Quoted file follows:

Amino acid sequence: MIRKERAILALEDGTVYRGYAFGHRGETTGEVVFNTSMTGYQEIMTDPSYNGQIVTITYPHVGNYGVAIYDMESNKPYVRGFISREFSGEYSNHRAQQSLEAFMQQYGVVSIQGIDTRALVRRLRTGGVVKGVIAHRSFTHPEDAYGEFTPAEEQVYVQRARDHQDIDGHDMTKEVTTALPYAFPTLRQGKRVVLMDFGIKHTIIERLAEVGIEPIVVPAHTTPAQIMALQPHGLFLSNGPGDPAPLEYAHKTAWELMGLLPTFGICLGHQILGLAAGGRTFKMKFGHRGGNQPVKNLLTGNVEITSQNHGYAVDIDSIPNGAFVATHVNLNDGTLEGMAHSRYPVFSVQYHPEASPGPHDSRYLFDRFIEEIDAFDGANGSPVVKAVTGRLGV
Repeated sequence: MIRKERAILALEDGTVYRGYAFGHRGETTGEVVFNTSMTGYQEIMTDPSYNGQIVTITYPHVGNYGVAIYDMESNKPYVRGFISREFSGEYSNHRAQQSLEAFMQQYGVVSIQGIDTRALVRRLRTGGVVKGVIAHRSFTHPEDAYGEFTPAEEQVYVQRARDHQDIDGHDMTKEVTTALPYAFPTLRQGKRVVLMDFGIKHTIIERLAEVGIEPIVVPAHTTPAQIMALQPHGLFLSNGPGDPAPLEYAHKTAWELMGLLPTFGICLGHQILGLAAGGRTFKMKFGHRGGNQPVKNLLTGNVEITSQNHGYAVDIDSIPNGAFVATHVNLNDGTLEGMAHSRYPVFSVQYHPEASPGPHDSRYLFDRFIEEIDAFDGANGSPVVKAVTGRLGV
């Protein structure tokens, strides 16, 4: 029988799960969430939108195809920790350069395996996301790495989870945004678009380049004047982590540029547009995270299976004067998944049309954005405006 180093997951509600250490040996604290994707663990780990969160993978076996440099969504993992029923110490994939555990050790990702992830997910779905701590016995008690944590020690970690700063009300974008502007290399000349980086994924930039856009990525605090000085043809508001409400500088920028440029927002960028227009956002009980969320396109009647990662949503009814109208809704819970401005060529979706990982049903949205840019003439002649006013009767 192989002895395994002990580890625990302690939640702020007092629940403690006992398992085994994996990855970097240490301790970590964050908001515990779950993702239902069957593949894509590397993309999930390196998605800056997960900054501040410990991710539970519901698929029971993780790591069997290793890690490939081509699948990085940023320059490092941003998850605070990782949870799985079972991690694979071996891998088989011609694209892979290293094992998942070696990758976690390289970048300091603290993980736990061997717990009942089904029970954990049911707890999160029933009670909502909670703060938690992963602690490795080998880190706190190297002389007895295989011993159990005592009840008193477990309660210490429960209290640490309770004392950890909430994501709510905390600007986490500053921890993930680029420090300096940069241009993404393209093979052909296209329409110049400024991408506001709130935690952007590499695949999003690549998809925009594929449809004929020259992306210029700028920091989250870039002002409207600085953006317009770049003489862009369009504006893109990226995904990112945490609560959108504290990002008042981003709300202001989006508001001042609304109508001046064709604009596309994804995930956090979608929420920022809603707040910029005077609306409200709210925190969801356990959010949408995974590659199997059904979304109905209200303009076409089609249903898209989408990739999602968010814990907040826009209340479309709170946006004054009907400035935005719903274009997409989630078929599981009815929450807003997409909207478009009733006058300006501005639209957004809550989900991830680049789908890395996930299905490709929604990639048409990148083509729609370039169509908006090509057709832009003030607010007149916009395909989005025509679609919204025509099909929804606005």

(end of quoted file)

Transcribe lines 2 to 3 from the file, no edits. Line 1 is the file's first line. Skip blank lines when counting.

Repeated sequence: MIRKERAILALEDGTVYRGYAFGHRGETTGEVVFNTSMTGYQEIMTDPSYNGQIVTITYPHVGNYGVAIYDMESNKPYVRGFISREFSGEYSNHRAQQSLEAFMQQYGVVSIQGIDTRALVRRLRTGGVVKGVIAHRSFTHPEDAYGEFTPAEEQVYVQRARDHQDIDGHDMTKEVTTALPYAFPTLRQGKRVVLMDFGIKHTIIERLAEVGIEPIVVPAHTTPAQIMALQPHGLFLSNGPGDPAPLEYAHKTAWELMGLLPTFGICLGHQILGLAAGGRTFKMKFGHRGGNQPVKNLLTGNVEITSQNHGYAVDIDSIPNGAFVATHVNLNDGTLEGMAHSRYPVFSVQYHPEASPGPHDSRYLFDRFIEEIDAFDGANGSPVVKAVTGRLGV
């Protein structure tokens, strides 16, 4: 029988799960969430939108195809920790350069395996996301790495989870945004678009380049004047982590540029547009995270299976004067998944049309954005405006 180093997951509600250490040996604290994707663990780990969160993978076996440099969504993992029923110490994939555990050790990702992830997910779905701590016995008690944590020690970690700063009300974008502007290399000349980086994924930039856009990525605090000085043809508001409400500088920028440029927002960028227009956002009980969320396109009647990662949503009814109208809704819970401005060529979706990982049903949205840019003439002649006013009767 192989002895395994002990580890625990302690939640702020007092629940403690006992398992085994994996990855970097240490301790970590964050908001515990779950993702239902069957593949894509590397993309999930390196998605800056997960900054501040410990991710539970519901698929029971993780790591069997290793890690490939081509699948990085940023320059490092941003998850605070990782949870799985079972991690694979071996891998088989011609694209892979290293094992998942070696990758976690390289970048300091603290993980736990061997717990009942089904029970954990049911707890999160029933009670909502909670703060938690992963602690490795080998880190706190190297002389007895295989011993159990005592009840008193477990309660210490429960209290640490309770004392950890909430994501709510905390600007986490500053921890993930680029420090300096940069241009993404393209093979052909296209329409110049400024991408506001709130935690952007590499695949999003690549998809925009594929449809004929020259992306210029700028920091989250870039002002409207600085953006317009770049003489862009369009504006893109990226995904990112945490609560959108504290990002008042981003709300202001989006508001001042609304109508001046064709604009596309994804995930956090979608929420920022809603707040910029005077609306409200709210925190969801356990959010949408995974590659199997059904979304109905209200303009076409089609249903898209989408990739999602968010814990907040826009209340479309709170946006004054009907400035935005719903274009997409989630078929599981009815929450807003997409909207478009009733006058300006501005639209957004809550989900991830680049789908890395996930299905490709929604990639048409990148083509729609370039169509908006090509057709832009003030607010007149916009395909989005025509679609919204025509099909929804606005």